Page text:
Vaccine hesitancyWorldwide Vaccine Hesitancy Poses Risk to Ending Pandemic
The results of a new poll show that vaccine hesitancy worldwide poses a risk to ending the COVID-19 pandemic for good. In 79 out of 117 countries surveyed, the number of people who said they were willing to be vaccinated was below 70%, the minimum percentage of the population that scientists say needs to have immunity to stop the virus from circulating.
The results of a new poll show that vaccine hesitancy worldwide poses a risk to ending the COVID-19 pandemic for good.
In 79 out of 117 countries surveyed, the number of people who said they were willing to be vaccinated was below 70%, the minimum percentage of the population that scientists say needs to have immunity to stop the virus from circulating.
Attitudes shift when vaccines arrive, though, experts note, and many of the countries have not begun mass vaccinations yet.
But the numbers “give a glimpse of just how strong the headwinds are in some of these places,” said Julie Ray, managing editor for world news at polling company Gallup, which conducted the survey.
Gallup contacted about 1,000 people in each of the 117 countries, mostly late last year.
In 20 countries, most polled said they would not be vaccinated. In Russia, for example, 61% of people said they would refuse a vaccine; in Kosovo, 56% would refuse; and in Senegal, 55%.
Overall, based on the results, the survey estimates that more than 1 billion people of the 7.6 billion worldwide would not get vaccinated.
Health officials are aiming to get enough people vaccinated to reach “herd immunity,” a state in which the spread of the disease slows dramatically because the virus has a hard time finding new people to infect.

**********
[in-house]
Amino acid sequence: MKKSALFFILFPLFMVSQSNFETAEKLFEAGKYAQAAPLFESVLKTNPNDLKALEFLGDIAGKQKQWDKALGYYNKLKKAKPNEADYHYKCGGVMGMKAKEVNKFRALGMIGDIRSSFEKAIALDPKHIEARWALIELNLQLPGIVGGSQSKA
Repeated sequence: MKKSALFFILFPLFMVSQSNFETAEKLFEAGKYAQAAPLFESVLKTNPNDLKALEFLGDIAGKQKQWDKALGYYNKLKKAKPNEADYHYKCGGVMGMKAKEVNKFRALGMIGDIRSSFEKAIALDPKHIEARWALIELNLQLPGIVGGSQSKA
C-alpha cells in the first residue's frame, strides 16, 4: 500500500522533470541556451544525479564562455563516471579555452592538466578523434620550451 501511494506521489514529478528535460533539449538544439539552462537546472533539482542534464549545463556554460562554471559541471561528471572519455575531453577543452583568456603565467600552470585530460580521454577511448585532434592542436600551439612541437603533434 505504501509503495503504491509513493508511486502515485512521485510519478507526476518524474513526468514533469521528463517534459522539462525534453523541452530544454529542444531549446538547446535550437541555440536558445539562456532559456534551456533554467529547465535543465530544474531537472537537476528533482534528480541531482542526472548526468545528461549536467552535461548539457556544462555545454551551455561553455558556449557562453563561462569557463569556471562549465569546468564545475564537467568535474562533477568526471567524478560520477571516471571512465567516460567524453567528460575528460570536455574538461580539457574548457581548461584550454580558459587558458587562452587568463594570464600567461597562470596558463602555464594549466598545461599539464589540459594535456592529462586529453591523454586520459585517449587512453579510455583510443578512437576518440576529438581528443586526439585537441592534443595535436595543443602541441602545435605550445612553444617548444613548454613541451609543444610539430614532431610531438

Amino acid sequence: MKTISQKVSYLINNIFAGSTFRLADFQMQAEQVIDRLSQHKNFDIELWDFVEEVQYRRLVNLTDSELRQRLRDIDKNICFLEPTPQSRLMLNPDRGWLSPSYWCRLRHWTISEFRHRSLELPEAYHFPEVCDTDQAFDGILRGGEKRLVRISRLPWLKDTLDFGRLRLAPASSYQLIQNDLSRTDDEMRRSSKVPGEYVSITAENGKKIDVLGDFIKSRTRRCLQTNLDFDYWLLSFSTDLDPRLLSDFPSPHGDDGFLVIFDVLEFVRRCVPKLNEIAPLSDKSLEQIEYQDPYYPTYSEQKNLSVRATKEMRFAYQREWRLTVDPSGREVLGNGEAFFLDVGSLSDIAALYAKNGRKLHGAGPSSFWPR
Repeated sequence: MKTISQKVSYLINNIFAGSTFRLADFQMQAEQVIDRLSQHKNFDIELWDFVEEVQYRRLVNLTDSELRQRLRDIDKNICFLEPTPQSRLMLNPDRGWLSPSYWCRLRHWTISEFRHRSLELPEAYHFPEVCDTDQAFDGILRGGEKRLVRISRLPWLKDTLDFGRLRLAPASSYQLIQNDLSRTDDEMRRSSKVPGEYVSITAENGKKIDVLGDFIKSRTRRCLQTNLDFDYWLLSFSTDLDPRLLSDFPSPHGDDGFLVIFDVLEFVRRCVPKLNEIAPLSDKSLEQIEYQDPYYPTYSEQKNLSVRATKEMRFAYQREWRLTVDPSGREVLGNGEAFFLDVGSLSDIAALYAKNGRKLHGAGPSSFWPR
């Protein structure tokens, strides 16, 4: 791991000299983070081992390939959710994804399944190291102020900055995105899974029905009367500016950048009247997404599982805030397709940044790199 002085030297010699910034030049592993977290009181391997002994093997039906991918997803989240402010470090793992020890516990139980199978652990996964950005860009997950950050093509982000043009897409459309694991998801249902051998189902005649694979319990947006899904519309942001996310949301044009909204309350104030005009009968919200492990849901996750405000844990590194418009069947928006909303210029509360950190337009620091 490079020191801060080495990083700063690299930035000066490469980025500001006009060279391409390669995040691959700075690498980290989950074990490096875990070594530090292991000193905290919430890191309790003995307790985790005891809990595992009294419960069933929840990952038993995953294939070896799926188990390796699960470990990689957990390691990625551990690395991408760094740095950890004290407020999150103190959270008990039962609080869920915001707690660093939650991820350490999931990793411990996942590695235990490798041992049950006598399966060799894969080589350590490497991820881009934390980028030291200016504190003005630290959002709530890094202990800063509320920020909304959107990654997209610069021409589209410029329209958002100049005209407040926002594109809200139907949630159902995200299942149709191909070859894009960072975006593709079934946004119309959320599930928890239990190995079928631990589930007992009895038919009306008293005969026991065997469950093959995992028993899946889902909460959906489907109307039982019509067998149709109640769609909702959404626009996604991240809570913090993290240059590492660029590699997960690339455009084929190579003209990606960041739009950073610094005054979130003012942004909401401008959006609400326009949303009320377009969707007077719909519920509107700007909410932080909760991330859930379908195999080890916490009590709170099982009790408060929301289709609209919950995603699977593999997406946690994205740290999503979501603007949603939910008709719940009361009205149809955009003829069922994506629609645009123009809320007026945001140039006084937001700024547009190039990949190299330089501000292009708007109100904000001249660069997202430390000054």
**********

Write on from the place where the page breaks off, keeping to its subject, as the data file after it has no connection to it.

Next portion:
The more the virus circulates, the more opportunity it has to mutate into dangerous new variants that can undermine vaccines.
Scientists do not know exactly when a population reaches herd immunity, but the best estimate, often cited, is when 70% to 90% have protection.
In total, 68% of people surveyed said they would be vaccinated, just short of the lowest end of the threshold.
“It’s a big deal,” Ray said.
Vaccination is not the only factor in herd immunity. Natural infections also contribute. Some countries in which vaccine rollout is under way are seeing sharp declines in cases long before vaccines reach 70% of the population.
But questions remain about the strength of the immune response to natural infection, its length and whether emerging variants can overcome it. Many of these questions remain unanswered concerning the COVID-19 vaccines as well.
The ‘Moveable Middle’
The survey was conducted before vaccines began to roll out anywhere. Attitudes have probably shifted somewhat already, Ray said, as hundreds of millions of shots have been given and media coverage has been widespread.
The United States is a good example of how opinions change once vaccination starts. But it also shows the limits of how much can change.